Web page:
Prior to his 1903 trip to Wyoming, Roosevelt had expressed concern about the depredation of large game by mountain lions and had proposed that they be exterminated. In planning his trip he first thought about hunting mountain lion in the Park. On reflection, however, he decided that hunting in the Park would not be perceived very well, particularly in light of the Lacey Act, discussed on a subsequent page, which made the killing of animals in the Park illegal. Rather than bring a hunting guide as a part of his party, Roosevelt included the naturalist John Burroughs. Nevertheless, Roosevelt probably violated the Lacey Act when he caught a mouse which he believed might be a new species. The President skinned the house. Burroughs described the skinning of the house as very professional. See Burroughs, John: "Camping and Tramping with Roosevelt," 1906. The presidential mouse was dutiful sent off to Clinton Hart Merriam, chief of the U.S. Biological Survey and co-founder of the National Geographic Society. Dr. Merriam pronounced it not to be a new species, but one which had not been observed in Yellowstone before.

Roosevelt, howver, may have discovered a new species. Dr. Merriam did not have available to him DNA testing which is now used to ascertain differences between subspecies. In January 1998, John Etchepare, president of the Warren Livestock Company, commented to the Cheyenne Rotary Club as to the possible presence in the state of Preble's meadow jumping mouse,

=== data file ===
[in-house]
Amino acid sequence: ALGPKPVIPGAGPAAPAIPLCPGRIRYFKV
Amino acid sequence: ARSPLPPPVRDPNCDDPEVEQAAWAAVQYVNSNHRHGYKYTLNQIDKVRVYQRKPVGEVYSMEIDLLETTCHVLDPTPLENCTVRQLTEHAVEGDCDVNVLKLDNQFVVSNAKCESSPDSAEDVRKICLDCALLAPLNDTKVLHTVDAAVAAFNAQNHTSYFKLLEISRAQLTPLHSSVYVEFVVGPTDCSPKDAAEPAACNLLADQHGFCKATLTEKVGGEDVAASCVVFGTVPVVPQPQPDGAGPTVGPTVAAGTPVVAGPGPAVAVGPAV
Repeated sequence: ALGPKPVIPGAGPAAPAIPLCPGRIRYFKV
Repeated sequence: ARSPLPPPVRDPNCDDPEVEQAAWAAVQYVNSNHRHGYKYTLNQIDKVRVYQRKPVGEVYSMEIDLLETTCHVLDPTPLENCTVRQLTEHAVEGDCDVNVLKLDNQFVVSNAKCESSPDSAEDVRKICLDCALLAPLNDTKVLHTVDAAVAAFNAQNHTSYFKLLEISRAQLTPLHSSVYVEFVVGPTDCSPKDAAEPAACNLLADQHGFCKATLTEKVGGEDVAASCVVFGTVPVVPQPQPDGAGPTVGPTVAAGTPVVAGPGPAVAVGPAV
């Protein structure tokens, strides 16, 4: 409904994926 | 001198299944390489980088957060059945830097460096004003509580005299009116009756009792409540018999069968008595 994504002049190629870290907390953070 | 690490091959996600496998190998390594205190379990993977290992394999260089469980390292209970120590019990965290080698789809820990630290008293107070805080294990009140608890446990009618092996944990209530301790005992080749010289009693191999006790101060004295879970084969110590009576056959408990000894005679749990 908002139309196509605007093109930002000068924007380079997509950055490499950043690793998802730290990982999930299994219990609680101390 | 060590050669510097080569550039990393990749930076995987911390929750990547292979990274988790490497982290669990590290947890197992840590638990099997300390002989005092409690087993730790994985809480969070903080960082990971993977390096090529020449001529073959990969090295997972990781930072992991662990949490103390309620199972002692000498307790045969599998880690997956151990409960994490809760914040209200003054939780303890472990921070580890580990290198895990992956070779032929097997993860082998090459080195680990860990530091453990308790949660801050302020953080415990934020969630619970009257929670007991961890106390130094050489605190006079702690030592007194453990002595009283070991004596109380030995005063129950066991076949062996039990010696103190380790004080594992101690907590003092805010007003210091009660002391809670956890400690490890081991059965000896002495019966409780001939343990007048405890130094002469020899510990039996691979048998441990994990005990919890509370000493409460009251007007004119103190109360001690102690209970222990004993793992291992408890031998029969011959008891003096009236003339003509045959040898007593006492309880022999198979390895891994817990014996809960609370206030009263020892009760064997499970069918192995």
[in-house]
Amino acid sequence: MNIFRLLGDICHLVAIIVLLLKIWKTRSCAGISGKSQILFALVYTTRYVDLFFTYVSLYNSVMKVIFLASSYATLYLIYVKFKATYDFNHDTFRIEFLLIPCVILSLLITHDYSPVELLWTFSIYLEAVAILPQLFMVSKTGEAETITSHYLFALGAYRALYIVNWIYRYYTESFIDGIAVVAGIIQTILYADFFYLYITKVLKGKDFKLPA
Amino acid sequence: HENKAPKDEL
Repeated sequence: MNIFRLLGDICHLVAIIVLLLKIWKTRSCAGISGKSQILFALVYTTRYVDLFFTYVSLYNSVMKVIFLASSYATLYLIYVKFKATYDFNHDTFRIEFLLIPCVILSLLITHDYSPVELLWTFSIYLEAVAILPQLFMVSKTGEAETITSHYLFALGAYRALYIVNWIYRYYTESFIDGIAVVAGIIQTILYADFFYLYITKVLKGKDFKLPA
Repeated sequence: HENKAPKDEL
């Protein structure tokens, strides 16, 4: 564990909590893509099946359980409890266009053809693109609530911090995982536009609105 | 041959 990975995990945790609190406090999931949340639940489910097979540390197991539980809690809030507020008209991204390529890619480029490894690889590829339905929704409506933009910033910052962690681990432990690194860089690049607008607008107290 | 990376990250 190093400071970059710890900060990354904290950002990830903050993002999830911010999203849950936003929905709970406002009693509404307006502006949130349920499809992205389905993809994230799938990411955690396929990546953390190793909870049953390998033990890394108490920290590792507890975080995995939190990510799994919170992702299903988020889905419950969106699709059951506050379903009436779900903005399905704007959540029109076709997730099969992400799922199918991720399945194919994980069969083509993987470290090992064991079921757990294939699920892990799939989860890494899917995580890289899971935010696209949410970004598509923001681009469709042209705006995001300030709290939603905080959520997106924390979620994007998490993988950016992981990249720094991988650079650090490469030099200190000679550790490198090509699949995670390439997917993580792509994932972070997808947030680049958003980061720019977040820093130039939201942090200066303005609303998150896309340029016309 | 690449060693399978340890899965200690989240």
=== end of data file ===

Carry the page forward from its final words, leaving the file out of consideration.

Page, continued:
"I have never seen one in the 35 years I've spent on the lands owned by Warren Livestock, nor is it ever mentioned in ranch history. However, I just received reports on DNA testing done on a mouse now dead for seven years, and officials believe they have one suspect jumping mouse in Wyoming."

It has been recognized that even experts have difficulty in telling the difference between the the western jumping mouse (Zapus princeps), the meadow jumping mouse (Zapus hudsonius), and one subspecies, the Preble's meadow jumping mouse (Zapus hudsonius preblei), using morphological characters. There is, however, a possible morphological difference, the Preble's meadow jumping mouse, on an average, has a slightly smaller cranial size and its molars are, on average, smaller. Thus it has been proposed that the presence of the Preble's mouse be determined using mitochondrial and nuclear markers amplified by polymerase chain reaction using DNA from tissue samples.